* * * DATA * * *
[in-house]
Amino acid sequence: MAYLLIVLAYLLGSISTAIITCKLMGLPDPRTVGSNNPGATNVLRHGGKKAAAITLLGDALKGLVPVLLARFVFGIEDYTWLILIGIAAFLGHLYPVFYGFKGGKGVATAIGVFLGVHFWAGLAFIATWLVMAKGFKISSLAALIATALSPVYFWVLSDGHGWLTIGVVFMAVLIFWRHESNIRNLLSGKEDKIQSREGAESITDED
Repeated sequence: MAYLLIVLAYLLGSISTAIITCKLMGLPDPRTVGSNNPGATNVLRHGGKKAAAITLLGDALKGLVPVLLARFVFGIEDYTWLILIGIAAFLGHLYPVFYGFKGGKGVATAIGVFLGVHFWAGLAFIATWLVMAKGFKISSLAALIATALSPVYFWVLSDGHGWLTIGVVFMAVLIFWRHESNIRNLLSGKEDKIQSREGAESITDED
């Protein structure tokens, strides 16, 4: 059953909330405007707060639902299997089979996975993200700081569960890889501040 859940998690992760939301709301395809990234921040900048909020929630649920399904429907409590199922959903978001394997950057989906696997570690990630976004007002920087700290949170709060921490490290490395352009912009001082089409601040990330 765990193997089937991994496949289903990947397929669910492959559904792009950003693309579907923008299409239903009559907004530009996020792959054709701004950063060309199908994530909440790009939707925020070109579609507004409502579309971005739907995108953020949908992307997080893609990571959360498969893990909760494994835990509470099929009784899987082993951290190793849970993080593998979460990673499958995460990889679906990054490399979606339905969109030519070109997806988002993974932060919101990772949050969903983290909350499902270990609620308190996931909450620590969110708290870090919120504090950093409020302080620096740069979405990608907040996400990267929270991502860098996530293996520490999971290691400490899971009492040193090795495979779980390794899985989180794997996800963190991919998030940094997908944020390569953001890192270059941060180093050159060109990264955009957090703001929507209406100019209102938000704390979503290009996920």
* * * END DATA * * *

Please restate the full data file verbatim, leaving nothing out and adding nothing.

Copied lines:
[in-house]
Amino acid sequence: MAYLLIVLAYLLGSISTAIITCKLMGLPDPRTVGSNNPGATNVLRHGGKKAAAITLLGDALKGLVPVLLARFVFGIEDYTWLILIGIAAFLGHLYPVFYGFKGGKGVATAIGVFLGVHFWAGLAFIATWLVMAKGFKISSLAALIATALSPVYFWVLSDGHGWLTIGVVFMAVLIFWRHESNIRNLLSGKEDKIQSREGAESITDED
Repeated sequence: MAYLLIVLAYLLGSISTAIITCKLMGLPDPRTVGSNNPGATNVLRHGGKKAAAITLLGDALKGLVPVLLARFVFGIEDYTWLILIGIAAFLGHLYPVFYGFKGGKGVATAIGVFLGVHFWAGLAFIATWLVMAKGFKISSLAALIATALSPVYFWVLSDGHGWLTIGVVFMAVLIFWRHESNIRNLLSGKEDKIQSREGAESITDED
């Protein structure tokens, strides 16, 4: 059953909330405007707060639902299997089979996975993200700081569960890889501040 859940998690992760939301709301395809990234921040900048909020929630649920399904429907409590199922959903978001394997950057989906696997570690990630976004007002920087700290949170709060921490490290490395352009912009001082089409601040990330 765990193997089937991994496949289903990947397929669910492959559904792009950003693309579907923008299409239903009559907004530009996020792959054709701004950063060309199908994530909440790009939707925020070109579609507004409502579309971005739907995108953020949908992307997080893609990571959360498969893990909760494994835990509470099929009784899987082993951290190793849970993080593998979460990673499958995460990889679906990054490399979606339905969109030519070109997806988002993974932060919101990772949050969903983290909350499902270990609620308190996931909450620590969110708290870090919120504090950093409020302080620096740069979405990608907040996400990267929270991502860098996530293996520490999971290691400490899971009492040193090795495979779980390794899985989180794997996800963190991919998030940094997908944020390569953001890192270059941060180093050159060109990264955009957090703001929507209406100019209102938000704390979503290009996920």